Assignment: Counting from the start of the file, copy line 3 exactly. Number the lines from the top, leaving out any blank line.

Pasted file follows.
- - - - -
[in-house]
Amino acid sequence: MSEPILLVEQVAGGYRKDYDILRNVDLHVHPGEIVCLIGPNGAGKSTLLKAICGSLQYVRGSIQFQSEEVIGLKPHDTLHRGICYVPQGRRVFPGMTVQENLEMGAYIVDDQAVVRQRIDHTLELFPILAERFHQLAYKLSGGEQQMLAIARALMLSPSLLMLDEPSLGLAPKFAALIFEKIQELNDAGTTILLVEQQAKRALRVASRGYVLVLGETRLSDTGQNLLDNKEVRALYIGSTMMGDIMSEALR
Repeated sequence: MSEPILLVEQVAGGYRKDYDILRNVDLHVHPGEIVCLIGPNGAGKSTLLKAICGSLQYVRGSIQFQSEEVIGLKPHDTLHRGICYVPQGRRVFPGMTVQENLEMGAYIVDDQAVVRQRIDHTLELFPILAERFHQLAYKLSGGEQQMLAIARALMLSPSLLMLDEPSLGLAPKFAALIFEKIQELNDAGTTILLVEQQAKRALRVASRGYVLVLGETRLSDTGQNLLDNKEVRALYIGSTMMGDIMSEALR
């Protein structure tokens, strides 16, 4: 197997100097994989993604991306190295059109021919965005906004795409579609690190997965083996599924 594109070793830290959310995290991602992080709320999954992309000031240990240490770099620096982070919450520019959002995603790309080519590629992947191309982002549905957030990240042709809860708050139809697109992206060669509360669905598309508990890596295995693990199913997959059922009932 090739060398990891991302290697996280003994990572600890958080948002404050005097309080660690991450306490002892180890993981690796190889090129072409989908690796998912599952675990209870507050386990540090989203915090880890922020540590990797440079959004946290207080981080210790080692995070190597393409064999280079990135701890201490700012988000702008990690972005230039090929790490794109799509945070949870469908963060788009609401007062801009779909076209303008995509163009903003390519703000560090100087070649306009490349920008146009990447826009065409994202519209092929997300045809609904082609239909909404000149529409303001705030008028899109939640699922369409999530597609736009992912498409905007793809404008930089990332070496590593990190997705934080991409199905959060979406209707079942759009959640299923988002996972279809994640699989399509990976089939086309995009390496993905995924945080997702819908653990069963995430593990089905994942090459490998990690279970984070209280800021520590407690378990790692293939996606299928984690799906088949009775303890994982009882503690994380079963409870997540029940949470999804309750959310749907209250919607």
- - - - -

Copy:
Repeated sequence: MSEPILLVEQVAGGYRKDYDILRNVDLHVHPGEIVCLIGPNGAGKSTLLKAICGSLQYVRGSIQFQSEEVIGLKPHDTLHRGICYVPQGRRVFPGMTVQENLEMGAYIVDDQAVVRQRIDHTLELFPILAERFHQLAYKLSGGEQQMLAIARALMLSPSLLMLDEPSLGLAPKFAALIFEKIQELNDAGTTILLVEQQAKRALRVASRGYVLVLGETRLSDTGQNLLDNKEVRALYIGSTMMGDIMSEALR